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Although the UI feels a bit outdated on File Manager Plus, the features make it an outstanding option, especially if you need to connect to remote shares on your network.

There's a free version that includes ads, but you can upgrade to the Premium edition for either a $2.49/yearly subscription or a one-time fee of $8.99. The Premium version removes ads and adds a dark theme.

File Manager Plus.

File Manager Plus feels a bit outdated, but it has all the features you need.

Screenshot by Jack Wallen/ZDNET

3. File Manager

File Manager offers a great UI that perfectly blends with the Android aesthetic, but it's not just a pretty face -- this app includes plenty of features to entice you to move from the boring default. You'll find favorites, cloud, local network, the ability to manage on your PC, a cleaner, a recycle bin, a built-in share tool, and more.

The PC manager feature turns the File Manager into an FTP server, which requires an FTP client on your PC, such as FileZilla. The only problem with the FTP portion of the app is that there's no way to set a username/password, which makes it challenging to connect. Fortunately, the network share option allows you to connect to network SMB shares. Another nice feature is Safe Folder, which will enable you to secure files in a password-protected folder.

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File Manager can be used for free (with ads) or you can remove the ads (and add file analysis and wallpaper backgrounds) for a one-time fee of $3.99.

File Manager.

File Manager is a beautiful app with plenty of features to make it a worthy contender to replace the default app.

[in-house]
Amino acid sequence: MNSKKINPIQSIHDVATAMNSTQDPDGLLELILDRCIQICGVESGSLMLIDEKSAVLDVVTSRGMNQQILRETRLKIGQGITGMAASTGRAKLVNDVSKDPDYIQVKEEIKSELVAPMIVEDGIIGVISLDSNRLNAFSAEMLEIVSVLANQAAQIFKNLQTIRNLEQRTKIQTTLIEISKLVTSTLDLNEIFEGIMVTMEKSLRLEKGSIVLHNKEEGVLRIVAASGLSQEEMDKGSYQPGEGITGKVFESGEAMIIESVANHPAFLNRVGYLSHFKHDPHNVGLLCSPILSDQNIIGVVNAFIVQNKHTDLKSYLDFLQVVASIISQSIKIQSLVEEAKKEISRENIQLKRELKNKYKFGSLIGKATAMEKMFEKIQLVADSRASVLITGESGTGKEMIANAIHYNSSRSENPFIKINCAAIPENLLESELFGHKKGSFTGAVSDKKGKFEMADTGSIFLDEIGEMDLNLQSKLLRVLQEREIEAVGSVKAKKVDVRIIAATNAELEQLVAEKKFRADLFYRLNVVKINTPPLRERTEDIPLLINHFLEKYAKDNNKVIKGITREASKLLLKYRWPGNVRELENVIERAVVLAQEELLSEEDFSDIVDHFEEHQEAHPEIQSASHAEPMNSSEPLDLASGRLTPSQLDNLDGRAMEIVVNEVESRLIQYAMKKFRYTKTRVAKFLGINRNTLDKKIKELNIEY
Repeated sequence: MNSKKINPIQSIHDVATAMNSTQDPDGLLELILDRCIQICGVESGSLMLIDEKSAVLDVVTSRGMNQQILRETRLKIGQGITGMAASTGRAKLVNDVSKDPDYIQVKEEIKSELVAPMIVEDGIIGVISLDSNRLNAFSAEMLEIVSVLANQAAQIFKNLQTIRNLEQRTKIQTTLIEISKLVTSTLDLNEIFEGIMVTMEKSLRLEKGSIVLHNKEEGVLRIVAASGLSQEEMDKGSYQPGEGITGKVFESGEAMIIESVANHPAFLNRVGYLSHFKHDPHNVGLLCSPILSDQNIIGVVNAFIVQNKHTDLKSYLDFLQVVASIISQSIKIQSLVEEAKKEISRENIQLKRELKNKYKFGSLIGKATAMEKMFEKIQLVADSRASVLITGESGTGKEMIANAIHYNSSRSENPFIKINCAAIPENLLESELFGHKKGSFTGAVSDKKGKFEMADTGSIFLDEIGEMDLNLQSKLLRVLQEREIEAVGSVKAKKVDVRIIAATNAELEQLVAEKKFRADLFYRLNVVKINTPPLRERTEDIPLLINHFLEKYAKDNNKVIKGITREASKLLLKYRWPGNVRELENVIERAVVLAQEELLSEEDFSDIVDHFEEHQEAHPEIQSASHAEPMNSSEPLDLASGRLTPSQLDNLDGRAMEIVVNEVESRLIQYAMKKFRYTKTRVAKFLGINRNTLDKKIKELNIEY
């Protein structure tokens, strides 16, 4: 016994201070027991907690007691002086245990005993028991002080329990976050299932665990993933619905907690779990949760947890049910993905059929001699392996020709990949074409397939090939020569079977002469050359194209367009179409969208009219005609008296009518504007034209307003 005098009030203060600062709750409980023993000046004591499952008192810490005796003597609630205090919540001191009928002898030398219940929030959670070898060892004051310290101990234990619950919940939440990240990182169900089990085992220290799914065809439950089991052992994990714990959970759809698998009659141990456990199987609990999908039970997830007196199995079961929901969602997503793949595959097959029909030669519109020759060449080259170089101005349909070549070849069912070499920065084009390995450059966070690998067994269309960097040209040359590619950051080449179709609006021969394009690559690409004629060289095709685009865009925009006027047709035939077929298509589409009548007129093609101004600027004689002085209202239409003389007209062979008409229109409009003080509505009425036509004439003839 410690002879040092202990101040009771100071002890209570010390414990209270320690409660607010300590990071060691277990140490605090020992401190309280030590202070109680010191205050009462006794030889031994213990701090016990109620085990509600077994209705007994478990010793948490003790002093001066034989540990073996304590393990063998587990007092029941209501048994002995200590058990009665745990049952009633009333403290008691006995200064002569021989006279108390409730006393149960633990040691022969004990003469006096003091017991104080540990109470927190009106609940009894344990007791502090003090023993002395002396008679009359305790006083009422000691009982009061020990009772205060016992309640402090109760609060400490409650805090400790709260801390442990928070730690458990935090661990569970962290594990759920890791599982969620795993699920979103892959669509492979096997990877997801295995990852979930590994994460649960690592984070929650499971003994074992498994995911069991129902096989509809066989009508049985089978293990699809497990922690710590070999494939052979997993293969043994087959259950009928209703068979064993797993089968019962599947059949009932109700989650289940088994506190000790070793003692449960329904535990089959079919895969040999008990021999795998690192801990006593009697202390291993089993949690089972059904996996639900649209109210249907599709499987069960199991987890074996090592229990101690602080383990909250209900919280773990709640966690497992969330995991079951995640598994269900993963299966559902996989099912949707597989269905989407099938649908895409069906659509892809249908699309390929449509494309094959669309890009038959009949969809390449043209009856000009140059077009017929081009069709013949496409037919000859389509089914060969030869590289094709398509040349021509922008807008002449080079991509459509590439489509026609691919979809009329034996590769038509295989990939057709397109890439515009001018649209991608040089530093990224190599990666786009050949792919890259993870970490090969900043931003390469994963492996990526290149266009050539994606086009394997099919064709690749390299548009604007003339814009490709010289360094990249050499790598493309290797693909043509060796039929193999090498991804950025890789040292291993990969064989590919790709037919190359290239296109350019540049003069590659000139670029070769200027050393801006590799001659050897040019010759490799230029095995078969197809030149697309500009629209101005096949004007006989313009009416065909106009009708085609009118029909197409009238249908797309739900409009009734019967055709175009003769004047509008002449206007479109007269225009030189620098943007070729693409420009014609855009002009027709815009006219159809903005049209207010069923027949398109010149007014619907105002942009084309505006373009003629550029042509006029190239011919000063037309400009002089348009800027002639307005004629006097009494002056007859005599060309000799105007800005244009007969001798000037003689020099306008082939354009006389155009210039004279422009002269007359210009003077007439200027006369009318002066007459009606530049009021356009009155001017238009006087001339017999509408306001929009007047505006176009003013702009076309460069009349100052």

Screenshot by Jack Wallen/ZDNET

4. Cx File Explorer

Cx File Explorer offers all the features you need in a file manager and more, but one thing lifts this app over much of the competition. As well as allowing you to connect to remote machines on your LAN, the app also includes integration with cloud services, such as Dropbox, Google Drive, OneDrive, and Box. As for the remote connection options, you can use SMB, FTP, SFTP, and WebDAV. 

You have the makings for one of the best file managers on the market when you combine the features above with local storage management, libraries (for images, audio, video, documents, and new files), storage analyzer, a cache cleaner, automatic USB connection detection, built-in apps (music player, video player, image viewer, and text editor), and duplicate download/file remover.

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Cx File Explorer is free to use, has no ads, and doesn't have a premium version.

Cx File Manager.

Cx File Manager might just be the best of the bunch.

Screenshot by Jack Wallen/ZDNET

If you aren't happy with the features or behavior of the default Android file manager, one of the above apps will certainly fit the bill.